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Thread: Tux3 File-System Gains Initial FSCK Implementation

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  1. #1
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    Default Tux3 File-System Gains Initial FSCK Implementation

    Phoronix: Tux3 File-System Gains Initial FSCK Implementation

    The Tux3 file-system has been in development for years while back on 1 January, the file-system work was resurrected. There's now an initial fsck implementation for Tux3...

    http://www.phoronix.com/vr.php?view=MTI4NTg

  2. #2
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    So why should anyone want to use this?

  3. #3
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    Quote Originally Posted by Cthulhux View Post
    So why should anyone want to use this?
    It is quite possible that Tux3 will get to incremental and online fsck before
    Ext4 does. (There you go, Ted, that is a challenge.) There is no question that
    this is something that every viable, modern filesystem must do, and no,
    scrubbing does not cut the mustard. We need to be able to detect errors on the
    filesystem, perhaps due to blocks going bad, or heaven forbid, bugs, then
    report them to the user and *fix* them on command without taking the volume
    offline. If that seems hard, it is. But it simply has to be done.
    Because online fsck is awesome.

    (Also if i understood correctly the layout should work wonders with spinning media. And also result in wear-leveling on ssd:s)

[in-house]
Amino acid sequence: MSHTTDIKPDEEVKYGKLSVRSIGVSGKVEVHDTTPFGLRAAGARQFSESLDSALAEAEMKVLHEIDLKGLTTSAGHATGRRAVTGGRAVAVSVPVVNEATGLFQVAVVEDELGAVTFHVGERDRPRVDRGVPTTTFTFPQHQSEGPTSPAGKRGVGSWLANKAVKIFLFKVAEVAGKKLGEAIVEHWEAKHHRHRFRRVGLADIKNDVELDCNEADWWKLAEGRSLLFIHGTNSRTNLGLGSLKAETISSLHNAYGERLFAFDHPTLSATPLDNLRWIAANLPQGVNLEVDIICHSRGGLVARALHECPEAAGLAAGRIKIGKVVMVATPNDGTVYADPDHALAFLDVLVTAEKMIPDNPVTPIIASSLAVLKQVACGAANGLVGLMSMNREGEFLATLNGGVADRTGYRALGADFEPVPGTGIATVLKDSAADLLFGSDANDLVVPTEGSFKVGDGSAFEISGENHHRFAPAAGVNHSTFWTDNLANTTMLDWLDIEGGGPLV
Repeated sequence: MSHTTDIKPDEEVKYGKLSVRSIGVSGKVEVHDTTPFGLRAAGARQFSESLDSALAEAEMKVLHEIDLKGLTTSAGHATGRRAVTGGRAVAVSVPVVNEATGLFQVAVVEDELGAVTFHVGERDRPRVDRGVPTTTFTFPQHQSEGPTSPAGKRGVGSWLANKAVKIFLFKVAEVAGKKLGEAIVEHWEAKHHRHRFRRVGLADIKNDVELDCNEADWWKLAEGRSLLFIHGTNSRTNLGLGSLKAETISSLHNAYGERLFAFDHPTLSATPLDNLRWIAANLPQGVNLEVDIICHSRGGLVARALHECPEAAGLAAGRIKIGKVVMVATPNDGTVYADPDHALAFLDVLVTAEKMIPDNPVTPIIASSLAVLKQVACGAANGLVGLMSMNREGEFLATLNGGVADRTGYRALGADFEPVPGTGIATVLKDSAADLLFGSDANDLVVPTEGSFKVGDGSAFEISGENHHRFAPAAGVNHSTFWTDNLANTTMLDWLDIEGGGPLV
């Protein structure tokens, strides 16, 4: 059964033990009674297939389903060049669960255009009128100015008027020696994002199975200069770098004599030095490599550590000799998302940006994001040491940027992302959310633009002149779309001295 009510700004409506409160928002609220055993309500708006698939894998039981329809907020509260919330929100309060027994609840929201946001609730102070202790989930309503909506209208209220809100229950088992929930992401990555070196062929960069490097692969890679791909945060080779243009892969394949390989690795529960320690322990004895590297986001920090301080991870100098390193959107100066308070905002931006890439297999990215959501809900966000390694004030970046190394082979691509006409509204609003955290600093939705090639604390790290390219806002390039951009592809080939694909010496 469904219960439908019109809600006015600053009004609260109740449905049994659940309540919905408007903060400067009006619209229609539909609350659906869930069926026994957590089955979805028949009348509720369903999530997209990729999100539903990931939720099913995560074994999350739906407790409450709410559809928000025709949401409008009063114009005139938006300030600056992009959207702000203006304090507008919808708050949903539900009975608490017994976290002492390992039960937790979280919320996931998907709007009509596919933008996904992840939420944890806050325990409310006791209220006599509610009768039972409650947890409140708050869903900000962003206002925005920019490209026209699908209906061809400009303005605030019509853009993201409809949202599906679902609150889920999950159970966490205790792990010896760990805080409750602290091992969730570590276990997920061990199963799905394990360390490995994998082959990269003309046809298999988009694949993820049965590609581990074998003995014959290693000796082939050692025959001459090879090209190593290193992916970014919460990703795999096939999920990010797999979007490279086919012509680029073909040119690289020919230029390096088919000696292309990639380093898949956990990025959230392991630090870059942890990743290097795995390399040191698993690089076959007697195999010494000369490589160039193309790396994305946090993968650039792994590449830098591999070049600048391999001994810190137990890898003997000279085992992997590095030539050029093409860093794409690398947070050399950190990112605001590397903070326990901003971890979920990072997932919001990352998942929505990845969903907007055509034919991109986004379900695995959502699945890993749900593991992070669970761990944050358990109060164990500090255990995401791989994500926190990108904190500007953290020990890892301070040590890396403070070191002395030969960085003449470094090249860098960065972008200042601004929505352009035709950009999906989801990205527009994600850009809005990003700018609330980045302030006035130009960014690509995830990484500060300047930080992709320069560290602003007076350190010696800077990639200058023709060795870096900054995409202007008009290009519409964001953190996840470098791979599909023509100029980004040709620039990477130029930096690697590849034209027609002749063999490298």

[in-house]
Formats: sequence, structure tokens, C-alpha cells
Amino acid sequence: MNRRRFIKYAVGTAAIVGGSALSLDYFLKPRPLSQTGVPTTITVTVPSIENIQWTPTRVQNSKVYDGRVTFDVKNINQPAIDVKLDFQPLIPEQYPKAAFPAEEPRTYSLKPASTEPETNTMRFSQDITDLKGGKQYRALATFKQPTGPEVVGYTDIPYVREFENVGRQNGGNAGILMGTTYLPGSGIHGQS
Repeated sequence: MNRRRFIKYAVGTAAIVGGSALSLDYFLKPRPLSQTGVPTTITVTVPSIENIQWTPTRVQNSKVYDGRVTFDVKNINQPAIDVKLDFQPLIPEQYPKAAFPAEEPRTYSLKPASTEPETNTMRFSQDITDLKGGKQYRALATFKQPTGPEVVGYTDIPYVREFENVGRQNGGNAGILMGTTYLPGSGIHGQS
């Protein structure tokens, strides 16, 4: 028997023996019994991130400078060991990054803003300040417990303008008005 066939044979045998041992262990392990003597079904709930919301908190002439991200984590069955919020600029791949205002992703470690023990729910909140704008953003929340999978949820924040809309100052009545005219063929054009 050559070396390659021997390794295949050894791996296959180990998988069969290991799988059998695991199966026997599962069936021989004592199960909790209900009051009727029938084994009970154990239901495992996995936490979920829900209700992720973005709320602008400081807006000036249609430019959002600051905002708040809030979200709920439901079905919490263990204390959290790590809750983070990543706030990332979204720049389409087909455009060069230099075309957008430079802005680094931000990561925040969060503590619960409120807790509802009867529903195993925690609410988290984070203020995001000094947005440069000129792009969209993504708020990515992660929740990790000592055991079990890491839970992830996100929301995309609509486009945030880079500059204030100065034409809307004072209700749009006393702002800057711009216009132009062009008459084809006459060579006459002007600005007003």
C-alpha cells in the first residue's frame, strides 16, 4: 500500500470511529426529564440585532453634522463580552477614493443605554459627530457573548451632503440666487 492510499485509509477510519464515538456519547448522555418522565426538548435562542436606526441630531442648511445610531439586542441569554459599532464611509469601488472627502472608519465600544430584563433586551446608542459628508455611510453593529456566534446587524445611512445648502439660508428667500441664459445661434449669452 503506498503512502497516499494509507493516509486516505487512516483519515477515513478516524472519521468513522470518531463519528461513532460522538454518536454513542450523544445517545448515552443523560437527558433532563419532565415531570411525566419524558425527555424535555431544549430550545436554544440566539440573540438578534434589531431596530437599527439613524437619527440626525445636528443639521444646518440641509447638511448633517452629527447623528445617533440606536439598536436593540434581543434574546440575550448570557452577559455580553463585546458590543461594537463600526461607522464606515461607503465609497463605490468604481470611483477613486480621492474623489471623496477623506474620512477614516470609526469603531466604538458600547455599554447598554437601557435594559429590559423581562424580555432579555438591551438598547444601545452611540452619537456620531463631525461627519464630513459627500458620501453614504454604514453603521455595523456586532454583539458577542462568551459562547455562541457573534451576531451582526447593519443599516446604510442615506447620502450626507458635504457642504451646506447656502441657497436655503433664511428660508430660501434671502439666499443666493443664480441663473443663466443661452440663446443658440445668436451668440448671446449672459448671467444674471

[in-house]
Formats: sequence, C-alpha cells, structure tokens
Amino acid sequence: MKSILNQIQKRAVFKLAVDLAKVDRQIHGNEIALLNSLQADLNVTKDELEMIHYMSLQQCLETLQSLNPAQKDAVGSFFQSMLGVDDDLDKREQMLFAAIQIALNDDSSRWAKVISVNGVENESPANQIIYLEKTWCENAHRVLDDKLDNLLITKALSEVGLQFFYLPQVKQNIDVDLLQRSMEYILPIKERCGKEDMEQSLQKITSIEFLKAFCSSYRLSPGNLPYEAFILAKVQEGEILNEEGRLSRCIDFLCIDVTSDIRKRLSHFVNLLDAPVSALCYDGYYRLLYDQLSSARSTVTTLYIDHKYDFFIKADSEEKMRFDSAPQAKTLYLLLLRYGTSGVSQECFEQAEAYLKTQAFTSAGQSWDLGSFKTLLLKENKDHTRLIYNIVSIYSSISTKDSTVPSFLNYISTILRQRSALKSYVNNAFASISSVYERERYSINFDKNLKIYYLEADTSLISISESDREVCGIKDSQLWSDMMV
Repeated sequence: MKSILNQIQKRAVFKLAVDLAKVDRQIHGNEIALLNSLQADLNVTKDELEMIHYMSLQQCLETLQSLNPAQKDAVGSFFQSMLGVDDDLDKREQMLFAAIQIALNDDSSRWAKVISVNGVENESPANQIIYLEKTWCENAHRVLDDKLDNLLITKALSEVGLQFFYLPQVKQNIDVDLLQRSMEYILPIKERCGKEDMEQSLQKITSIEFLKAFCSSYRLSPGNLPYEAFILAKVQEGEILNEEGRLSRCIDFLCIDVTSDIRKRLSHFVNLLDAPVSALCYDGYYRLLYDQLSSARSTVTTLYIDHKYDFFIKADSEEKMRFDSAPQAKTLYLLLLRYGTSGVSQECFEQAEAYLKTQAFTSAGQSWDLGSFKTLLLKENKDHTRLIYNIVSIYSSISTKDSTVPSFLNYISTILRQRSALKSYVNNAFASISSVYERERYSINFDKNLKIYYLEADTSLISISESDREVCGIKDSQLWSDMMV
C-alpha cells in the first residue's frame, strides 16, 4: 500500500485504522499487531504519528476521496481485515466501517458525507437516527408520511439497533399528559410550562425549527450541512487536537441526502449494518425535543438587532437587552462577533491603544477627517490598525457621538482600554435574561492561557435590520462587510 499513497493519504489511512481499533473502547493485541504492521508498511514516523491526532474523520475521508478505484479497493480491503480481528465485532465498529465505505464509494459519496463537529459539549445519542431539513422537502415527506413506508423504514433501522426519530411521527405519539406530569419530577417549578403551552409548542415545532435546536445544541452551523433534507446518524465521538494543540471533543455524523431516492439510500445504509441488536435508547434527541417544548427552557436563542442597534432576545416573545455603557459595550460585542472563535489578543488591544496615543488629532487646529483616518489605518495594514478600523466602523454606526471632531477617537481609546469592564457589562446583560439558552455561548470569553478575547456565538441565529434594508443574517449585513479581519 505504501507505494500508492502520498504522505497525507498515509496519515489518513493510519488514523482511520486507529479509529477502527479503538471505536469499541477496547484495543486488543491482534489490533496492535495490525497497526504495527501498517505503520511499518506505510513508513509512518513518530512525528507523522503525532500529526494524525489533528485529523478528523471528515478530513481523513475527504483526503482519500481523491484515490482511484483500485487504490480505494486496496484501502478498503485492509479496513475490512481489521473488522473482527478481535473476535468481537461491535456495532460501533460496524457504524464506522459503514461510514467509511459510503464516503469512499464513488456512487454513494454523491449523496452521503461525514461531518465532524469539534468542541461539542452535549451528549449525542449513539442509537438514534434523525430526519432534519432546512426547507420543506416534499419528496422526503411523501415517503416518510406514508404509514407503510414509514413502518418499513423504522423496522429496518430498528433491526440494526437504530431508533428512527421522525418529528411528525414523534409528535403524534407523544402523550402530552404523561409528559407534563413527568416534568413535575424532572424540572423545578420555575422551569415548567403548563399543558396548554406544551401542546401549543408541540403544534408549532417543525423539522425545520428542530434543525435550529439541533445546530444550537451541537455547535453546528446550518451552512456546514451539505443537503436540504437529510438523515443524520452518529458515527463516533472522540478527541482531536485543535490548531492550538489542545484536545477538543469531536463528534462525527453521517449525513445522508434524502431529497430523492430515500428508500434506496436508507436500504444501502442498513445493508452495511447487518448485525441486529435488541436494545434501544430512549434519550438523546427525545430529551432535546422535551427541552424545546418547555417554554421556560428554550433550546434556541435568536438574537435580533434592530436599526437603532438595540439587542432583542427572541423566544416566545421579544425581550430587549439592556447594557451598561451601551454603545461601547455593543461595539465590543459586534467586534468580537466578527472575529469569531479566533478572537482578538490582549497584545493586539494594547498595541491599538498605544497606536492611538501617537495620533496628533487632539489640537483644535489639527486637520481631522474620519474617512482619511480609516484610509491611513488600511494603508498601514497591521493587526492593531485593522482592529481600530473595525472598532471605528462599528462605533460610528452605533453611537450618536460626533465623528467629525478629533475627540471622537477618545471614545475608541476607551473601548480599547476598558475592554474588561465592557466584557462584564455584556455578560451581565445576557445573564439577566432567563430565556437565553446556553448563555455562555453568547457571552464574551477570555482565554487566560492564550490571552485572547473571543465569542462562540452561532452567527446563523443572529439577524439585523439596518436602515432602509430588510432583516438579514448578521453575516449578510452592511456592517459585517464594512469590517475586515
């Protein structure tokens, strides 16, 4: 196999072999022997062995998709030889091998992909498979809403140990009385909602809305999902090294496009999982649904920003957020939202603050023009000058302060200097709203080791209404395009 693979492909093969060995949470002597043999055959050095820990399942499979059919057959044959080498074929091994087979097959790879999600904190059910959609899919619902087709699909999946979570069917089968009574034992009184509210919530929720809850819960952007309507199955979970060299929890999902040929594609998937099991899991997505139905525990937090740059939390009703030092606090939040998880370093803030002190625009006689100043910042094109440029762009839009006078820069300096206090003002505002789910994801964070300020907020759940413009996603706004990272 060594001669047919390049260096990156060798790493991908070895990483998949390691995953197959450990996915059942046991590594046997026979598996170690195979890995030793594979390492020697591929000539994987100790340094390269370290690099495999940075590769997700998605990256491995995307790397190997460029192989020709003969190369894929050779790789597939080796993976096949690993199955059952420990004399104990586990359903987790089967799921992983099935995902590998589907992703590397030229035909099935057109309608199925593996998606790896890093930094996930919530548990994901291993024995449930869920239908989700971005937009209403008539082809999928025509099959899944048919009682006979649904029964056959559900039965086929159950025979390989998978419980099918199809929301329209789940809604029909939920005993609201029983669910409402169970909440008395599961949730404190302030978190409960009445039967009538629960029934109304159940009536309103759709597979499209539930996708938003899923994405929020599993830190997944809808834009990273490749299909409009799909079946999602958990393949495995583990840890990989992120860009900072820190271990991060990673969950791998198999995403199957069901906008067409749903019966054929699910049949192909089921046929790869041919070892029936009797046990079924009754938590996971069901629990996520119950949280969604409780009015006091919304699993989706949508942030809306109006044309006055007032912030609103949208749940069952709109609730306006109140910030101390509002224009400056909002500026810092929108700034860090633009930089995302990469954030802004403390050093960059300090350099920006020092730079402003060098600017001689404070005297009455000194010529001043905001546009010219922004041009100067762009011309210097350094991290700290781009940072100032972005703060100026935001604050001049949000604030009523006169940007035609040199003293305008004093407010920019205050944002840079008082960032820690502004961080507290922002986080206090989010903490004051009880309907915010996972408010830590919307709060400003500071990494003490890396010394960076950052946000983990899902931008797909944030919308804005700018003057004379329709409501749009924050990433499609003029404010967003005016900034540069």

4. #4
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    Online fsck is nice. Good file systems avoid errors though.

  5. #5

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    Quote Originally Posted by Cthulhux View Post
    Online fsck is nice. Good file systems avoid errors though.
    Umm. You cannot avoid errors if say your hard disk is failing.

  6. #6
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    Quote Originally Posted by RahulSundaram View Post
    Umm. You cannot avoid errors if say your hard disk is failing.
    ... let alone random bit errors due to, say, background radiation.

    - Gilboa

  7. #7
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    Quote Originally Posted by Cthulhux View Post
    Online fsck is nice. Good file systems avoid errors though.
    Errors happen, bugs happen. Its the nature of software. You do the best you can, but a bug will always find a way in. Plus hardware fails as Rahul pointed out. Thats why its not a "We have the perfect filesystem. Zero errors!" approach. Its a "This is reality. Shit happens. We need to protect against the shit." approach

  8. #8
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    I mean, atomic operations and similar things to avoid errors which are not hardware-sided.

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